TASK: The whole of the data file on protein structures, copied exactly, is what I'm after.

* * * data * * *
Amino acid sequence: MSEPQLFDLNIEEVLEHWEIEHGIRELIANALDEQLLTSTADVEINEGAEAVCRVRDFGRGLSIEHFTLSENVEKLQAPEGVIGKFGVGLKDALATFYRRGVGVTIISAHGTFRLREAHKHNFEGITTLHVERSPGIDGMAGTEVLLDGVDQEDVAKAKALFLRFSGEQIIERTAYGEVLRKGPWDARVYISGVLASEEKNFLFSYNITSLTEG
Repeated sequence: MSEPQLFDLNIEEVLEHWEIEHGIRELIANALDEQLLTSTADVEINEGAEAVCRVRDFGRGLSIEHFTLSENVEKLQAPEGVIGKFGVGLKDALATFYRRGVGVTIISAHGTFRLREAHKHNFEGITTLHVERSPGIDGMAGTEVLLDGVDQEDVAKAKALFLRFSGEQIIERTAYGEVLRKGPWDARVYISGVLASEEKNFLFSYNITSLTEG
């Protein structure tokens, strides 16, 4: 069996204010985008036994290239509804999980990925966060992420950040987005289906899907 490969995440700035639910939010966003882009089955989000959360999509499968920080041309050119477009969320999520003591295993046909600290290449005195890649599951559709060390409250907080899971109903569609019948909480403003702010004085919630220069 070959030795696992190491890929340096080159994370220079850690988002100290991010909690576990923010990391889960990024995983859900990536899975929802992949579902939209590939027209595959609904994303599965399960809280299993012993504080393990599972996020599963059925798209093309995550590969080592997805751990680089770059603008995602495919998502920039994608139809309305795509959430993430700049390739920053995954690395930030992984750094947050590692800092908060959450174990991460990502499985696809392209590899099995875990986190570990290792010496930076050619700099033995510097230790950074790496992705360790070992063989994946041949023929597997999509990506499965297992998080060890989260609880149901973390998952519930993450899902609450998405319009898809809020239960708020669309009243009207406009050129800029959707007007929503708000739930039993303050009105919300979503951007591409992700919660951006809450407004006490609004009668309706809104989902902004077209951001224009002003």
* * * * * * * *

Amino acid sequence: MSEPQLFDLNIEEVLEHWEIEHGIRELIANALDEQLLTSTADVEINEGAEAVCRVRDFGRGLSIEHFTLSENVEKLQAPEGVIGKFGVGLKDALATFYRRGVGVTIISAHGTFRLREAHKHNFEGITTLHVERSPGIDGMAGTEVLLDGVDQEDVAKAKALFLRFSGEQIIERTAYGEVLRKGPWDARVYISGVLASEEKNFLFSYNITSLTEG
Repeated sequence: MSEPQLFDLNIEEVLEHWEIEHGIRELIANALDEQLLTSTADVEINEGAEAVCRVRDFGRGLSIEHFTLSENVEKLQAPEGVIGKFGVGLKDALATFYRRGVGVTIISAHGTFRLREAHKHNFEGITTLHVERSPGIDGMAGTEVLLDGVDQEDVAKAKALFLRFSGEQIIERTAYGEVLRKGPWDARVYISGVLASEEKNFLFSYNITSLTEG
């Protein structure tokens, strides 16, 4: 069996204010985008036994290239509804999980990925966060992420950040987005289906899907 490969995440700035639910939010966003882009089955989000959360999509499968920080041309050119477009969320999520003591295993046909600290290449005195890649599951559709060390409250907080899971109903569609019948909480403003702010004085919630220069 070959030795696992190491890929340096080159994370220079850690988002100290991010909690576990923010990391889960990024995983859900990536899975929802992949579902939209590939027209595959609904994303599965399960809280299993012993504080393990599972996020599963059925798209093309995550590969080592997805751990680089770059603008995602495919998502920039994608139809309305795509959430993430700049390739920053995954690395930030992984750094947050590692800092908060959450174990991460990502499985696809392209590899099995875990986190570990290792010496930076050619700099033995510097230790950074790496992705360790070992063989994946041949023929597997999509990506499965297992998080060890989260609880149901973390998952519930993450899902609450998405319009898809809020239960708020669309009243009207406009050129800029959707007007929503708000739930039993303050009105919300979503951007591409992700919660951006809450407004006490609004009668309706809104989902902004077209951001224009002003």